The next leg of my journey took me to see the wildlife that is so prevalent in this part of the world. First, I headed to Pilansberg Park where I spent two days in a safari tent, and was fortunate to see many animals including giraffes, hippos, elephants, and several types of antelope. Before my trip to Pilansberg I was invited to Barberton and Kruger National Park by a guest of the B&B, Thea, and her family, which I happily excepted. So after returning from Pilansberg to the B&B I was whisked away by intercity van three hours east of Pretoria near the Swaziland border. Once again, I enjoyed the South African hospitality as Thea and her family took me in as their own. I visited Kruger National Park with Thea and her eldest daughter where we were delighted to see rhinos next to the road and a lioness who'd fallen asleep on the road.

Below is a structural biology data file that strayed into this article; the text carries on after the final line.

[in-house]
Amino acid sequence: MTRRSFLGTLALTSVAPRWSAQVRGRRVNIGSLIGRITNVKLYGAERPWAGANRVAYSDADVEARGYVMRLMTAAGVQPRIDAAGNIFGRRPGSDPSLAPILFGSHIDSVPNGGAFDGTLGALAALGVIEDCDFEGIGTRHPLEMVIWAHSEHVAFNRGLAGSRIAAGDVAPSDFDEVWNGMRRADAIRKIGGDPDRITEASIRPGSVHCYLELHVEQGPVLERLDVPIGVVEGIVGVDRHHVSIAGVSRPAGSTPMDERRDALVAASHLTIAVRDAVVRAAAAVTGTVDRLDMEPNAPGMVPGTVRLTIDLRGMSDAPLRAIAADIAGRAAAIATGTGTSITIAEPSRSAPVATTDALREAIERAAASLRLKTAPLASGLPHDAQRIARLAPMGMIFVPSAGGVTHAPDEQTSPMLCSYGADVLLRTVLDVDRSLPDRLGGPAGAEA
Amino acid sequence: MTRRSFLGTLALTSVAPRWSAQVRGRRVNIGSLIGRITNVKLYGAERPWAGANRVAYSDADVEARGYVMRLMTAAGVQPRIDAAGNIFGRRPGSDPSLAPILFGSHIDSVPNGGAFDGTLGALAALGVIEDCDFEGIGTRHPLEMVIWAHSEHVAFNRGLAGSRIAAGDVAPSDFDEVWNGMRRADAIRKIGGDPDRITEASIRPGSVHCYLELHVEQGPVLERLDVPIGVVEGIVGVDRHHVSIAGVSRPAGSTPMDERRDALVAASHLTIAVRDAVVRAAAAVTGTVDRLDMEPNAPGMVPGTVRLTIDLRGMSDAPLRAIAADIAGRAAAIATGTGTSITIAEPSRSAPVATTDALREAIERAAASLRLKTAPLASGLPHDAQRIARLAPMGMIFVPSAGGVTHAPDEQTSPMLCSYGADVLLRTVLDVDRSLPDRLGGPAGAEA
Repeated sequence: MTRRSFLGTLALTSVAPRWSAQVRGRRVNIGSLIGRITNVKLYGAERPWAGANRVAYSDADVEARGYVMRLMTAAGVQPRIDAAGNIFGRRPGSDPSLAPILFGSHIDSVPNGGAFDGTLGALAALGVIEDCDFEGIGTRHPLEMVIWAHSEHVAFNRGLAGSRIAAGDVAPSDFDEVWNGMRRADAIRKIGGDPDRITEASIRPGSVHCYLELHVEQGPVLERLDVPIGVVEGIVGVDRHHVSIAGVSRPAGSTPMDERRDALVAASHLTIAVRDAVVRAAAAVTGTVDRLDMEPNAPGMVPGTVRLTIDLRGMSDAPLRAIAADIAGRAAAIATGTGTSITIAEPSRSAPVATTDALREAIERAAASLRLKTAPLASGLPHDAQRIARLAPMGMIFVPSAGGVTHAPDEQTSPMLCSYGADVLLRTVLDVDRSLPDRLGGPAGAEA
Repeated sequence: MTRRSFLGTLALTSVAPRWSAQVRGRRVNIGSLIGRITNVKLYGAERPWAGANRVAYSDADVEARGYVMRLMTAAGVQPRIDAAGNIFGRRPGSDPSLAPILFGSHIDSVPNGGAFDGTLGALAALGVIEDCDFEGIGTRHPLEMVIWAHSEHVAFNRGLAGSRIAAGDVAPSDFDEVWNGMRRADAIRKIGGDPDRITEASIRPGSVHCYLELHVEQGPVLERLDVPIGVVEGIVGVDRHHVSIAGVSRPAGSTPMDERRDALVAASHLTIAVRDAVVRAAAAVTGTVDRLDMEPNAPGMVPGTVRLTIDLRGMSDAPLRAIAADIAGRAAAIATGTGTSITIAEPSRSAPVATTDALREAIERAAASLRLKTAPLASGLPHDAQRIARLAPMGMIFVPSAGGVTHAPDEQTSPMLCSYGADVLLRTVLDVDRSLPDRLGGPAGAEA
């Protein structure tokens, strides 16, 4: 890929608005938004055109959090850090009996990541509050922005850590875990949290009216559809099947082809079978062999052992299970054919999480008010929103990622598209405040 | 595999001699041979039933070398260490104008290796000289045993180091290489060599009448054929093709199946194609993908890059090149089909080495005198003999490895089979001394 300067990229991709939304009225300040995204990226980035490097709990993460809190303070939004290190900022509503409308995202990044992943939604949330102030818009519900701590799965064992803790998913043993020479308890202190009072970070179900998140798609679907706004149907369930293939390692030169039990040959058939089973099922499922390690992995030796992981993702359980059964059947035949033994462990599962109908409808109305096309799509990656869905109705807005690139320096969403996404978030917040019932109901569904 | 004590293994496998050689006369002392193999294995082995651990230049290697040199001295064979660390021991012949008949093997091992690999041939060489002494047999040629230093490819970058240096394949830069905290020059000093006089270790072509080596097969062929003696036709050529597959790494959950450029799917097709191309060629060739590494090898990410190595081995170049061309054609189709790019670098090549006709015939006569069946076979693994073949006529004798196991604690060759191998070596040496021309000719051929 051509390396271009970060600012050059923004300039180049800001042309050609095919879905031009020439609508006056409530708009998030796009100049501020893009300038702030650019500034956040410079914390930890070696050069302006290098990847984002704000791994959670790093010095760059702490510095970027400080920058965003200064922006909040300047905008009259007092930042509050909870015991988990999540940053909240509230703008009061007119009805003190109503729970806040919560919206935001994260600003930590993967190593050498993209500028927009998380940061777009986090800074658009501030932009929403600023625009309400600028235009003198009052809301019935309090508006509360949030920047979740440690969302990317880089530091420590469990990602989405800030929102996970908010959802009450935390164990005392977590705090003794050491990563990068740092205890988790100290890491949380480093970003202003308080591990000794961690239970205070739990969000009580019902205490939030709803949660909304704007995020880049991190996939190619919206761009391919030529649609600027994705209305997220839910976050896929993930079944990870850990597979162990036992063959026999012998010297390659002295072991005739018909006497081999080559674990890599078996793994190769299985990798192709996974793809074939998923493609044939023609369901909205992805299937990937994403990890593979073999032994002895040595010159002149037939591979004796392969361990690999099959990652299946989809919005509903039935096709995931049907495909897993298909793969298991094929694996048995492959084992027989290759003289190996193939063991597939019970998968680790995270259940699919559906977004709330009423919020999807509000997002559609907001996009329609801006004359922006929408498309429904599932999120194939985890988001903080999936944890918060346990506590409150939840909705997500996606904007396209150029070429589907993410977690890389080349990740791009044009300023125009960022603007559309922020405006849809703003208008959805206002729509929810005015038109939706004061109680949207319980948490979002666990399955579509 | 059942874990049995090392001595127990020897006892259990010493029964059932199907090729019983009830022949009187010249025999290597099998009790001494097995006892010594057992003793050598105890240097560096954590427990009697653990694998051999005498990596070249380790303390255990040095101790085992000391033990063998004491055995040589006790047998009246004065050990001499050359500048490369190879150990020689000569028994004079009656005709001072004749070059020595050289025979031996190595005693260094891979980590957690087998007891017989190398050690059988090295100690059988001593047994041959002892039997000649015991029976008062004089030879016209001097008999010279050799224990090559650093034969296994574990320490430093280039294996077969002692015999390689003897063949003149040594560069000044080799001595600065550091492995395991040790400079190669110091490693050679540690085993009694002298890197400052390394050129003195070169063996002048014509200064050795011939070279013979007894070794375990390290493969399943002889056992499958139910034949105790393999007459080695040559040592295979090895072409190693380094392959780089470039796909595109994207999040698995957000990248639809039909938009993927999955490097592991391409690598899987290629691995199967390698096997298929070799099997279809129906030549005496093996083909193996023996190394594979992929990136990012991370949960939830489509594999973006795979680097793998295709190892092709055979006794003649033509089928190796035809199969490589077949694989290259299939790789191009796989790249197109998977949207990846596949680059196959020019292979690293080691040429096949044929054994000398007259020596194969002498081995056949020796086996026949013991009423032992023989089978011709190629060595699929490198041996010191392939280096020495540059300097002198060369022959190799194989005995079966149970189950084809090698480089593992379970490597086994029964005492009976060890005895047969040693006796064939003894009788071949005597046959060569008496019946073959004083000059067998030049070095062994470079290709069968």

My time in South Africa has come to a close and I have truly enjoyed my time. I have learned a great deal about this country, and I am left with more questions than answers concerning the race relations that trouble SA. There is still so much to be done - perspectives must change, segregation must decrease substantially, and wealth must be generated for everyone. My hope is that the World Cup will help this process continue in a positive direction. I would not hesitate to come back to this land of endless beauty to see how it grows and matures.